In October last year, Isuzu Philippines Corporation (IPC) brought in 3.0-liter variants of the MU-X and the D-Max. Needless to say, customers who yearned for bigger-engined offerings were delighted with the move. And to better explain and experience the improved capabilities of the D-Max, IPC organized a test drive to Mt. Pulag for the motoring media.
Before the actual event, we had received the itinerary as well as a long list of things to bring. With each requirement we had to fulfill--which, by the way, included an X-ray exam and an ECG test--conquering the "Playground of the Gods" began to look increasingly daunting. Thankfully, we had a little help from some beastly Japanese pickups.
The first day of the drive consisted mainly of slaying the all-too-familiar twisties and inclines of Kennon Road with our small fleet of Isuzus. Upon arriving in Baguio, we were given time to rest and prepare for the next day’s beating--an estimated 7.5km hike to our base camp at Pulag.
This was not my first time climbing the famous mountain destination. My first Pulag experience back in 2014 had been marked by chills and an unforgiving weather, with our group going home disheartened, turned back by the wrath of the mountain gods. The only good thing that had come out of that adventure was the road going up to Kabayan. How can one not remember the breathtaking road of Bokod-Kabayan? Imagine sitting on top of a jeepney that's puttering its way up a cliff road with Ambuklao Lake on one side and a landslide-prone wall of rock on the other.
Anyway, with quick stops and photo ops on the way, our Isuzu contingent got the best out of the three-hour drive to the DENR office of Pulag. Each D-Max cabin was roomy enough to accommodate four passengers and their belongings. The cargo bed carried our overnight bags, camping equipment and coolers. Our ride was less bumpy than usual due to the weight of our stuff.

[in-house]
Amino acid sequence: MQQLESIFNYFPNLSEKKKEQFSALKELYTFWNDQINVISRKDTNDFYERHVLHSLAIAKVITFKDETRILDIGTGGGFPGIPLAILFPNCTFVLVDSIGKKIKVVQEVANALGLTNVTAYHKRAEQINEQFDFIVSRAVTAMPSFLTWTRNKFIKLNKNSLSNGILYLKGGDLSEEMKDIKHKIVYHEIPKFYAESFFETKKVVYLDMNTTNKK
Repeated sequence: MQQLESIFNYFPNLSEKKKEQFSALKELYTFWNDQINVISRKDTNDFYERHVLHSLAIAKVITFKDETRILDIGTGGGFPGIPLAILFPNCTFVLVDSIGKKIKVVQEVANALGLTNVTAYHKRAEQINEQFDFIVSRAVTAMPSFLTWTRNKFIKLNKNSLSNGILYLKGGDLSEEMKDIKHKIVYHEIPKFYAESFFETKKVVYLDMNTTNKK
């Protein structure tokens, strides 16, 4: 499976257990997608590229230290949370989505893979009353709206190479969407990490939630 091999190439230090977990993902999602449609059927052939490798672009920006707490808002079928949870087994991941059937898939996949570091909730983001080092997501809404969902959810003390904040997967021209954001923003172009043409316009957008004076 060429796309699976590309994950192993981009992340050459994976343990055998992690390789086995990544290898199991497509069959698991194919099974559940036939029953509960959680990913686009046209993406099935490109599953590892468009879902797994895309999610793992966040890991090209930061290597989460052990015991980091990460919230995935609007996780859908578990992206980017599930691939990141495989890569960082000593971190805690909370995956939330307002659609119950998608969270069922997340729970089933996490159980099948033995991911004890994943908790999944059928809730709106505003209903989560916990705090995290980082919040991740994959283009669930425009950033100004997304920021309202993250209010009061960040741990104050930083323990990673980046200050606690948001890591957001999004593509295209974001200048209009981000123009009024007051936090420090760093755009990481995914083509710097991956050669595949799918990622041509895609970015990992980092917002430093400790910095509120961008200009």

After securing the permits, guides and porters, our convoy was treated to a short off-road course. IPC president Hajime Koso even gamely rode in the bed of the pickup to take in the glorious view.
During orientation, the DENR officers told us that the trail that we were about to tackle, Ambangeg, would take three hours before we could reach the campsite. But with just a quick break at Camp 1, our troop--which also included IPC executive vice president Takashi Tomita--was able to reach the campsite in just half the estimated time.
Our night in Pulag was long and cold, but nonetheless much more forgiving than my last one. The skies were clear, and there was no rain. And by 4am the next day, we were ready for the final assault to the summit--a 1.5km hike between hills and grasslands to catch the sunrise above the clouds.
We were not disappointed. Though the wind at the highest peak of Luzon was harsh--enough to send us cowering between the tall grass and the dwarf bamboo--the view was beyond epic. No photo, video or CGI magic would ever come close to replicating the sight.
They say that whoever climbs the highest sees the farthest. After conquering the third-highest peak in the country with the help of the 3.0-liter D-Max, Isuzu must now be really feeling confident about its pickup and its capabilities. We're already looking forward to seeing what else this beast can do.
Photos by Mikko David